Although an established tracheostomy can often have the tube exchanged simply using a new trach tube with an obturator, the safest method for exchanging a trach is via fiberoptic bronchoscopy or Seldinger technique with an exchange catheter. Passing the bronchoscope through the existing trach tube and visualizing trachea and carina confirms that the tube is correctly positioned within the airway. Once the existing trach tube position has been confirmed, the bronchoscope is removed and preparation is made to exchange the existing trach tube for a new one with a cuff; a standard ET tube can be used a temporary fix if an appropriately sized trach tube is not readily available. Several airway “exchange catheters” exist to assist with this process: the bougie, the Aintree, and the Cook Ⓡ. See Figure 4. The bougie is familiar to most emergency medicine physicians, is relatively thick in diameter and inflexible, and provides tactile confirmation of endotracheal position by feeling the tracheal rings. The Aintree has an internal lumen, which can be connected to a BVM, by which a (small) amount of oxygenation can occur while exchanging the trach tubes; a pediatric fiberoptic scope can also be placed through the Aintree lumen to confirm endotracheal position. Like the Aintree, the Cook catheter has an internal lumen for limited oxygen exchange, but it comes in several available diameters and can be more flexible and longer than the bougie, potentially allowing it to make sharper turns in the airway. Different clinical scenarios may call for one or more of these devices, and emergency medicine physicians should be familiar with them.
Take Home Point: Bougie, Cook, and Aintree catheters can assist with trach tube exchange. Always confirm tube replacement with fiberoptic visualization or with ETCO2.
The following videos describe the supplies and steps necessary to safely exchange a tracheostomy tube:
The outside hospital emergency physician passed a bougie through the patient’s existing metal trach and exchanged the metal trach for a 6-0 endotracheal tube. After the exchange, the ETT cuff was inflated, and the patient was connected to a ventilator and transported to our tertiary care center. Upon arrival to our hospital, the position of the ETT was confirmed by passing a fiberoptic bronchoscope through the tube and obtaining direct visualization of the trachea and carina. Once the ETT position was confirmed, an attempt was made to exchange the ETT for a Shiley 6-0 cuffed trach over an Aintree catheter. However, the relatively thick diameter Aintree was not flexible enough to allow for placement of the Shiley, nor was the bougie. The more flexible Cook catheter finally allowed for insertion of the Shiley. After insertion, the Shiley’s position was confirmed by fiberoptic, the cuff was inflated, and the patient was ventilated. Over the course of subsequent weeks in the ICU, the patient was weaned to a nocturnal vent to use with a cuffed permanent trach, and he was discharged to home.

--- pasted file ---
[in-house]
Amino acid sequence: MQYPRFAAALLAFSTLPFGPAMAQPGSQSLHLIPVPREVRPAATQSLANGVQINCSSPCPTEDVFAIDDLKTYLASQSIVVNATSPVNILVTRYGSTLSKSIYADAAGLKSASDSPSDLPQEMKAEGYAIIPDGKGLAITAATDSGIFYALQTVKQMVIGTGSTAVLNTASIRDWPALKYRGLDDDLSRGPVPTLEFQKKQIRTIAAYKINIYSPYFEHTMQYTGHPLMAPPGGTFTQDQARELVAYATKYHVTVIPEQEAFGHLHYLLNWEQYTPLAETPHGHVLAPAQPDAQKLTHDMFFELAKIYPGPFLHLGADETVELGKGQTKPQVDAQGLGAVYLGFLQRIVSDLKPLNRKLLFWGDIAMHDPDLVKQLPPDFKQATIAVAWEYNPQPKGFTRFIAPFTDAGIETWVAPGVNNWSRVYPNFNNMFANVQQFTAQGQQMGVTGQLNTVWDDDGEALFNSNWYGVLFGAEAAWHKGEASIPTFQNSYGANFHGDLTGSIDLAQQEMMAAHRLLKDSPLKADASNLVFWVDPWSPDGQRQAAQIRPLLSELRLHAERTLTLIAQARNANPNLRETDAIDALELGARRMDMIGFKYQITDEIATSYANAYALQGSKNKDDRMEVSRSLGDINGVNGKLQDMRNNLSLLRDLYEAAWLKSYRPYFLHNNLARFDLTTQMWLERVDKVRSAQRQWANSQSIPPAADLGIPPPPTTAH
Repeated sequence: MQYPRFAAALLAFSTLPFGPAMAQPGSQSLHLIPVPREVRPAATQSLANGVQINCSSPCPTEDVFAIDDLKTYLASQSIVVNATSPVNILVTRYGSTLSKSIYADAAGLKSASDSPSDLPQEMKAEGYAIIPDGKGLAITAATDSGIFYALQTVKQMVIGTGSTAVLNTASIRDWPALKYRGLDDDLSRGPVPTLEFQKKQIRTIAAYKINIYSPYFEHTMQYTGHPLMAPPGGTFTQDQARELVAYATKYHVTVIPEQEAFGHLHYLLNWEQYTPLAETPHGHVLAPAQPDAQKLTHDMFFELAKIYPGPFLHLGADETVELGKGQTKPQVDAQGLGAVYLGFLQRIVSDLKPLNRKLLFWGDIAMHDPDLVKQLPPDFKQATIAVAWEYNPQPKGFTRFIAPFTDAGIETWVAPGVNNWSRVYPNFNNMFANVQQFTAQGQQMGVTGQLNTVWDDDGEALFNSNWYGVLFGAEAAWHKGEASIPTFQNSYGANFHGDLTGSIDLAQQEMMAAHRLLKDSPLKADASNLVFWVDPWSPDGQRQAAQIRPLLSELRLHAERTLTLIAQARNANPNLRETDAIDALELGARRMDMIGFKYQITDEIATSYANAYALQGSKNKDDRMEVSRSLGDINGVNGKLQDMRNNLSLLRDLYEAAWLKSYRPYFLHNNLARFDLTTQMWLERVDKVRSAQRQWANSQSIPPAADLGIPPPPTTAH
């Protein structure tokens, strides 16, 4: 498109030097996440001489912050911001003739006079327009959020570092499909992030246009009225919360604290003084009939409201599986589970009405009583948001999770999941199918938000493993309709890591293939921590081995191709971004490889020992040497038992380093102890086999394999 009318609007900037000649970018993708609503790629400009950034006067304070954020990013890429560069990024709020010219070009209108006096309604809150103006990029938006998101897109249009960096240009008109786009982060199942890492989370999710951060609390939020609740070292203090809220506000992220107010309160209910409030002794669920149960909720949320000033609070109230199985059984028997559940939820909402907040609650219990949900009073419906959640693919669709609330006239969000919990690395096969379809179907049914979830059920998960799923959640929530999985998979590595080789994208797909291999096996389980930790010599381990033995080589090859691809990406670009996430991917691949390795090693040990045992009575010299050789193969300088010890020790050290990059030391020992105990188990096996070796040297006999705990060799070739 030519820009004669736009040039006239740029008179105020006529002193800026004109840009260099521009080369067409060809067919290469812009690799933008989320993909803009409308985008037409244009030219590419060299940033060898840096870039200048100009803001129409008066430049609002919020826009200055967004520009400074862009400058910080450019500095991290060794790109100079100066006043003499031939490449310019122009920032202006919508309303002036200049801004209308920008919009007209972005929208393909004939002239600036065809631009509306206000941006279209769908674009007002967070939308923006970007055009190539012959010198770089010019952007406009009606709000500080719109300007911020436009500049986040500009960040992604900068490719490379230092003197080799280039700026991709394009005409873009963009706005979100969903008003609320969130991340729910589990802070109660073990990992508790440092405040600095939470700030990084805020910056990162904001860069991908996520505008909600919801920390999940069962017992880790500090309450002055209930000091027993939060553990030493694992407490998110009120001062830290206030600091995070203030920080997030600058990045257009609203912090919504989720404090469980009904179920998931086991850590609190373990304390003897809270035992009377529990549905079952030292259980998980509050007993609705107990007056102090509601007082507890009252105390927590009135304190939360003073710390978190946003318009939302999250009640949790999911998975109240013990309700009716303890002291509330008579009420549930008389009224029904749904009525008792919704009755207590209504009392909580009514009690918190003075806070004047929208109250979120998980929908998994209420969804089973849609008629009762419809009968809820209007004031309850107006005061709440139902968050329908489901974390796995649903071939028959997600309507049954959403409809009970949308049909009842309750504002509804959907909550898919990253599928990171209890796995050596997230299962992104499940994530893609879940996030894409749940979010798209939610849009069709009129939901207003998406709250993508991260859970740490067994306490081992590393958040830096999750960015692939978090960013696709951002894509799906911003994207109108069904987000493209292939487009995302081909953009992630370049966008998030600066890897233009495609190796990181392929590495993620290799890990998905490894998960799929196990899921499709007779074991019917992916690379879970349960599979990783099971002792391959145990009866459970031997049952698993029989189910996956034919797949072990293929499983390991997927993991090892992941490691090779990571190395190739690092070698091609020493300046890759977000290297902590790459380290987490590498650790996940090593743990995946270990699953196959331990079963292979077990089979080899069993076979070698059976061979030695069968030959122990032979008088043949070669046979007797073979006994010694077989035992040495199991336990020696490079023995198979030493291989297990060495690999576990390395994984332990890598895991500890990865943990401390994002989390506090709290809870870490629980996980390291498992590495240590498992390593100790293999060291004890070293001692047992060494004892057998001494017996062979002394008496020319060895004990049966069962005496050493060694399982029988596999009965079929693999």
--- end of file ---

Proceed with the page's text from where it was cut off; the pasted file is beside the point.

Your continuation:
Take home point: This could happen to you! Emergency physicians must be ready for anything.
Take Away Points
- Differentiate simple tracheostomy versus total laryngectomy patients by ETCO2at the nose.
- Simple tracheostomy patients are (potentially) intubatable from the oropharynx. Total laryngectomy patients are not.
- Mucus plugging is common. Attempt suction and replace the tracheostomy tube’s inner cannula.
- Let down the cuff, if present, to reposition a tracheostomy tube.
- Use caution when replacing dislodged trach tubes in fresh tracheostomies. Consider orotracheal intubation instead.
- Bougie, Cook, and Aintree catheters can assist with tracheostomy tube exchange.
- Always confirm position of the exchanged tracheostomy tube by direct fiberoptic visualization or ETCO.
- McGrath BA, Bates L, Atkinson D, and Moore JA. Multidisciplinary guidelines for the management of tracheostomy and laryngectomy airway emergencies. Anaesthesia 2012; 67: 1025-41.
- White AC, Kher S, O’Connor HH. When to change a tracheostomy tube. Respir Care. 2010; 55(8): 1069–75.
- Morris L et al. Tracheostomy Care and Complications in the Intensive Care Unit. Crit Care Nurse October 2013; 33(5): 18-30.
For more FOAM content, please see this emDocs post on respiratory distress in the tracheostomy patient, EP Monthly approach to the tracheostomy patient, CORE EM and First10EM reviews, and Life in the FastLane.